Based on opinion polls there may be a change in government at the next Federal election slated for May next year. A change in Government would create winners and losers across markets.
Whatever the outcome of an election the Australian political backdrop will remain uncertain over the next 12 months. While economic growth is likely to be unchanged, there will be impacts on key sectors within the economy. The three most significant topics highlighted by our equity analysts are:
- Removing franking credit refunds: The changes to franking credits proposed by Labor could impact high-dividend high-franking stocks such as the major banks, major miners and Telstra.
- Removing negative gearing on property investments: The changes to both negative gearing and capital gains tax concessions are likely to weigh on both housing turnover and moderately lower prices. This will impact the property developers, online portals and banks. Although investors can still get negative gearing on new property investments any buyer further down the track will not get those benefits, lowering the incentive for investors to pay a premium for a property. Owner/occupier buyers will benefit from decreased competition for house stock from investors.
- Changes to Energy policy: The cost of electricity for households and business has become the key area for political debate. The focus has increasingly shifted towards lowering prices, rather than reducing carbon emissions. Regulatory risk is rising for retail energy providers. However, we also expect more wholesale price volatility under Labor given its desire for 50% renewable energy.
In addition broader issues will impact the entire market. Three issues we see as significant include:
- Labor unlikely to reduce corporate tax: Corporate tax cuts for large corporations look increasingly unlikely and are not part of Labor’s policy platform. Labor does have an Investment Guarantee scheme that would offer accelerated depreciation on both tangible and intangible capital investment. Labor has also announced that it will remove the safe harbor and arm’s length debt tests for highly leverages companies. This may impact companies with offshore operating segments.
- Industrial relations and wage growth: Labor is likely to reintroduce penalty rate payments and look to strengthen collective bargaining by employees. We may see increasing industrial unrest and higher wages growth.
- Immigration: The level of immigration has been raised by both political parties. While a sensitive topic, the focus is likely to be on tightening the rules about eligibility for migrants and the cost of entry.
In equity markets the cessation of franking credit refunds in particular may reduce the differential between after-tax returns on Australian and international shares. This is likely to diminish demand for Australian shares relative to other investments, and contribute to some de-rating of the market.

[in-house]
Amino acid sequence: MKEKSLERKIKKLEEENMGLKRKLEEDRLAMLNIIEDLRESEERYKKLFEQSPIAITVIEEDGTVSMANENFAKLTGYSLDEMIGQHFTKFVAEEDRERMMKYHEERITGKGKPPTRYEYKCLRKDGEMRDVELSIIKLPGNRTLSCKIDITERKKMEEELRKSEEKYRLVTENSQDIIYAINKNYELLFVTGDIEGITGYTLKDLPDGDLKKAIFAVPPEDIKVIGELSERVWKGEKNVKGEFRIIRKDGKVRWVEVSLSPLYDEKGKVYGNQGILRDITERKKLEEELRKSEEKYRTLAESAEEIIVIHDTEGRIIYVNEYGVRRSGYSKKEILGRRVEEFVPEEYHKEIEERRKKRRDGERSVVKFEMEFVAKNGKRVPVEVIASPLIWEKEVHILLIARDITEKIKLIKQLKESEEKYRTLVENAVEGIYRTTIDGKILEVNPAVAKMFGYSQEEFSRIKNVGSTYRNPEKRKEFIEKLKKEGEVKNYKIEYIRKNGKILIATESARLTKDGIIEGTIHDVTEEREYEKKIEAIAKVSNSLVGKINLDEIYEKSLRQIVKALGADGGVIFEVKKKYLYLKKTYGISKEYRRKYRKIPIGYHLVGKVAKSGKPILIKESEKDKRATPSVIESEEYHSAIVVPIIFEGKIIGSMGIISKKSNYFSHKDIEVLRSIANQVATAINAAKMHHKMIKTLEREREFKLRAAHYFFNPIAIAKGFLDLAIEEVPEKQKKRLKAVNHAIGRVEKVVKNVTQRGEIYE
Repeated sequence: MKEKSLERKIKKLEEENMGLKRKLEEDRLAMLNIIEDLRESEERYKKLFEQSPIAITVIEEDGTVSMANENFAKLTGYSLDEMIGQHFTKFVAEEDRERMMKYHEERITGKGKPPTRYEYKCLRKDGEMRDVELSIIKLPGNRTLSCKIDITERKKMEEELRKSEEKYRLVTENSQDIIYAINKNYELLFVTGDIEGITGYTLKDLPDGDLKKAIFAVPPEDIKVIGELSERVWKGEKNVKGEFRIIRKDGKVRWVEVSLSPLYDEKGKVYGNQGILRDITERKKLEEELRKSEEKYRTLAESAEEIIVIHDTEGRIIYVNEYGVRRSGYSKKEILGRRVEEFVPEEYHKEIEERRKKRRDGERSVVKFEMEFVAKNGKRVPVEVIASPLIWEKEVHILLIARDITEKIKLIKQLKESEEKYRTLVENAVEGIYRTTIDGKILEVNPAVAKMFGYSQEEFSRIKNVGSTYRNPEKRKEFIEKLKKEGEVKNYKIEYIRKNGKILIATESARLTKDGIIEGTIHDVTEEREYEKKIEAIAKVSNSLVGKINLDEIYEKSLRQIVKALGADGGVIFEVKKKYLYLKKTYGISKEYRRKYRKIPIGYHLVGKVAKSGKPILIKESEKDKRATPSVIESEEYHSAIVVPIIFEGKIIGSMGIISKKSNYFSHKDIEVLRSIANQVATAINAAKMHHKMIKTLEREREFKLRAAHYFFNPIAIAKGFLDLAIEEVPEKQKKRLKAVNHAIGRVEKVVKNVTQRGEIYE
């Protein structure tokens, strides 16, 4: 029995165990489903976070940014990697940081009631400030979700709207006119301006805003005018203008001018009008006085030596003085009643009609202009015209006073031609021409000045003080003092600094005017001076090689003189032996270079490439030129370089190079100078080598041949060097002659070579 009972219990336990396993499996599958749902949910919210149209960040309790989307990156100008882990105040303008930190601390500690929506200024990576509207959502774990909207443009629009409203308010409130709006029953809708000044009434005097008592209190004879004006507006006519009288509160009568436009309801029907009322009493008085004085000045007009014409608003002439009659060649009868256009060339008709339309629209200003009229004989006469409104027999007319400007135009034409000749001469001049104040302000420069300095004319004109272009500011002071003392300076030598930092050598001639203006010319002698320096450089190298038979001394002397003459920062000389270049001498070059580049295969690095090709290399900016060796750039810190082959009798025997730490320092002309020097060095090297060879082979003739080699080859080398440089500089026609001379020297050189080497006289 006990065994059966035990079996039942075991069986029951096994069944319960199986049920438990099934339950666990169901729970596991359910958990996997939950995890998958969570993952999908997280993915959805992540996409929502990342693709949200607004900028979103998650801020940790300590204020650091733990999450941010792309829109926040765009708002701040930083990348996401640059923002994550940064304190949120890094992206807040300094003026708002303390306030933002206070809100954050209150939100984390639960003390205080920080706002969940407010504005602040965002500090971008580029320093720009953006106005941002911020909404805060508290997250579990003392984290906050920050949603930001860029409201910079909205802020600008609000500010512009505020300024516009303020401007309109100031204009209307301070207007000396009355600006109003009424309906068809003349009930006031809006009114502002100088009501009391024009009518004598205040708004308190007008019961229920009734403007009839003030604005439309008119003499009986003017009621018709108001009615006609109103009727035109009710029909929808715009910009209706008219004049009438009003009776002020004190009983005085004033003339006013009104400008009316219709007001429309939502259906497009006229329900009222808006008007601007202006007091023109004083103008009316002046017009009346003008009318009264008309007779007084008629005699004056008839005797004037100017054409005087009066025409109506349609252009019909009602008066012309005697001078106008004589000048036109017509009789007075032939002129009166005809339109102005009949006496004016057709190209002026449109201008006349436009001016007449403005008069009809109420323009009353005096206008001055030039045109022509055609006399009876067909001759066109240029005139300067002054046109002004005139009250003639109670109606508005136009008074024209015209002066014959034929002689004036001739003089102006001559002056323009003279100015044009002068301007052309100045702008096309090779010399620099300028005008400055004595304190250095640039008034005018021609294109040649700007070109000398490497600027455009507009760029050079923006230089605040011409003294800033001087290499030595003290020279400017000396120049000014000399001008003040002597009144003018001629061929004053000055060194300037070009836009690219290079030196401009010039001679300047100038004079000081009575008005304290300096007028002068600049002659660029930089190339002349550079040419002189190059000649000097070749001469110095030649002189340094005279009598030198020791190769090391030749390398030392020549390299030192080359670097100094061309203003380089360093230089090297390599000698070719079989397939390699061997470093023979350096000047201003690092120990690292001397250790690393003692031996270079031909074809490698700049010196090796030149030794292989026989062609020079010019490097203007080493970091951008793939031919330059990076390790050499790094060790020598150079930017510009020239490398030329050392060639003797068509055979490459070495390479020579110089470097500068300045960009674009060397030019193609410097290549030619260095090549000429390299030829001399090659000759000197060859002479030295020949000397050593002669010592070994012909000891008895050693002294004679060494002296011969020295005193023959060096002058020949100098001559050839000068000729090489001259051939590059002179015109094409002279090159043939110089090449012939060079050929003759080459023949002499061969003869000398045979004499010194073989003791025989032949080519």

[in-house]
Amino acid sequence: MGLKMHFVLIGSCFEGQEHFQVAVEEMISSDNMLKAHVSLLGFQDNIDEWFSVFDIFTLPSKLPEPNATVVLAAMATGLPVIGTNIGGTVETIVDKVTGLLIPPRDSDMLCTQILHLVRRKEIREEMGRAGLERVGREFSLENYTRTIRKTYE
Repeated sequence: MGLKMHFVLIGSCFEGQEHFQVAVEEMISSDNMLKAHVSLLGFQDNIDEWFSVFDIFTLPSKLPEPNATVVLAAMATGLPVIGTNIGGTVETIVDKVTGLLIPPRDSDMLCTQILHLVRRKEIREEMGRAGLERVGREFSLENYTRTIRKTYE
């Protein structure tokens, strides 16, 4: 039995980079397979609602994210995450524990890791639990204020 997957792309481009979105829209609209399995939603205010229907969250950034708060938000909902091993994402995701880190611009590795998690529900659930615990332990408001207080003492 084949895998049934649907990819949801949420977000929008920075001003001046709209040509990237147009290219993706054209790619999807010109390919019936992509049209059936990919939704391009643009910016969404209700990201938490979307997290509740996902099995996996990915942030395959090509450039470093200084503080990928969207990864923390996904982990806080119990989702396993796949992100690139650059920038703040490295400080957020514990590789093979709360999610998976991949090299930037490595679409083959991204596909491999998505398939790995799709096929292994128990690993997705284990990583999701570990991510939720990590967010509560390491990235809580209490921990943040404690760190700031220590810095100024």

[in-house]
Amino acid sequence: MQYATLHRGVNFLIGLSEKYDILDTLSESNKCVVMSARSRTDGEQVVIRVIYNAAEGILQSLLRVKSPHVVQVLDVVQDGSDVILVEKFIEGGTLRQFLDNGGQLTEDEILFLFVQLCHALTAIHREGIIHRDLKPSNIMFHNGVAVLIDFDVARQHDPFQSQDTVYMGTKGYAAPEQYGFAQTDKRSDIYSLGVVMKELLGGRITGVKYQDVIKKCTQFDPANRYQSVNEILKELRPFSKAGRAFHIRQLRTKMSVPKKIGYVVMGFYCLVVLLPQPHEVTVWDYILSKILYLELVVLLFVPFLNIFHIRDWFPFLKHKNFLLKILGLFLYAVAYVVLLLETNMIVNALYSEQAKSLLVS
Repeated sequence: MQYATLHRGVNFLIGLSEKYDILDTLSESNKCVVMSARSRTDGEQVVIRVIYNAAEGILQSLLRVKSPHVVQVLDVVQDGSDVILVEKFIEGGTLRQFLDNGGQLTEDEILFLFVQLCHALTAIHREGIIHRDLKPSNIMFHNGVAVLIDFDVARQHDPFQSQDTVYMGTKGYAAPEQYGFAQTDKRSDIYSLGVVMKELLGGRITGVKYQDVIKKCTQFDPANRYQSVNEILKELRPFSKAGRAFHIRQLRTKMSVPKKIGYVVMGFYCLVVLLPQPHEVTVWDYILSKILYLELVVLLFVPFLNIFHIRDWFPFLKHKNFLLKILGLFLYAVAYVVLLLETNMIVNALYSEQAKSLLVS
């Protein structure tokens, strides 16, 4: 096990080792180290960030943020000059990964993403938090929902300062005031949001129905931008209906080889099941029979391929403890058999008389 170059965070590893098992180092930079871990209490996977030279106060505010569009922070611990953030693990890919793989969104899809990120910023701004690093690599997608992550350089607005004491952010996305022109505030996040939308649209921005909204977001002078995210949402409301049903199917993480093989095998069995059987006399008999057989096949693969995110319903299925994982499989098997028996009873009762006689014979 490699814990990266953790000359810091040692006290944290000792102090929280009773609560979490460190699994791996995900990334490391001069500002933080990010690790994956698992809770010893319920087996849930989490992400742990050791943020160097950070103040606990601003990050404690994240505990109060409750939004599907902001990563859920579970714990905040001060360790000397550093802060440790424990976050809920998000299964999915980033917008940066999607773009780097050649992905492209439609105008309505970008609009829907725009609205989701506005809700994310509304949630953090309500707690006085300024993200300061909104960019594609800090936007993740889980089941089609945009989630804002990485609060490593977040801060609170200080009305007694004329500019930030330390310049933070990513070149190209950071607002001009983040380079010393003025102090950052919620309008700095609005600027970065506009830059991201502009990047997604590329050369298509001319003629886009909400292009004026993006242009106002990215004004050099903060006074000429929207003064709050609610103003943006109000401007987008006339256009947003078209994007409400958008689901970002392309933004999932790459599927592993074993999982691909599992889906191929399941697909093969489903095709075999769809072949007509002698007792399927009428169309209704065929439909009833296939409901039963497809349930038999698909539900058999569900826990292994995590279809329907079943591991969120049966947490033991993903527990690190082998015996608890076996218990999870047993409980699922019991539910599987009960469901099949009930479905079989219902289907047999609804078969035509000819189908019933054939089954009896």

And even if Labor wins the election it’s unlikely to bring political stability as a majority in the Senate is not expected. This means highly politicised sectors will be most exposed. These are likely to include the banks, energy and property sectors.
While policies diverge, the Australian budget outlook for both the Government and Labor is similar. As a result, any impact from a change of government on interest rates and economic growth is likely to be modest. However, Labor's tax policies are different and may be disruptive in their transition. The greatest economic risk is changes to industrial relations, which may dent business confidence.
Political mandate still lacking
While we may see a change of Government in the lower house of parliament, the Senate is likely to include a number of independents and the Greens party. As a result, any policy changes will be time consuming and difficult. We expect it to remain a challenging environment to pass legislation.
However, there is financial scope for government to announce additional policies without risking the triple A rating of the sovereign.
The ALP would limit negative gearing to new housing from a yet-to-be-determined date after the next election. All investments made before this date will not be affected by this change and will be grandfathered. Losses from new investments in shares and existing properties can still be used to offset investment income tax liabilities. These losses can also continue to be carried forward to offset the final capital gain on the investment.
The ALP also would halve the capital gains discount, from 50 per cent to 25 per cent, for all assets purchased after a yet-to-be-determined date after the next election. This will reduce the capital gains tax (CGT) discount for assets that are held longer than 12 months from the current 50 per cent to 25 per cent. All investments made before this date will not be affected by this change and will be grandfathered. The policy change will also not affect investments made by superannuation funds. The CGT discount will not change for small business assets.
Both these proposals would face significant resistance from housing industry groups and may not have sufficient support to pass through the Senate in their current proposed form.
The Grattan Institute supports both measures and argued that contrary to popular opinion, any fall in house prices as a result of lower demand would be modest and that residential rents would be unlikely to rise because of the tight constraints on land suitable for urban housing. Polling conducted by the Grattan Institute showed the electorate was split fairly evenly on these reforms and the Institute argued that by phasing in the policies this could make the policies easier to sell politically.
Craig is Citi's director of research
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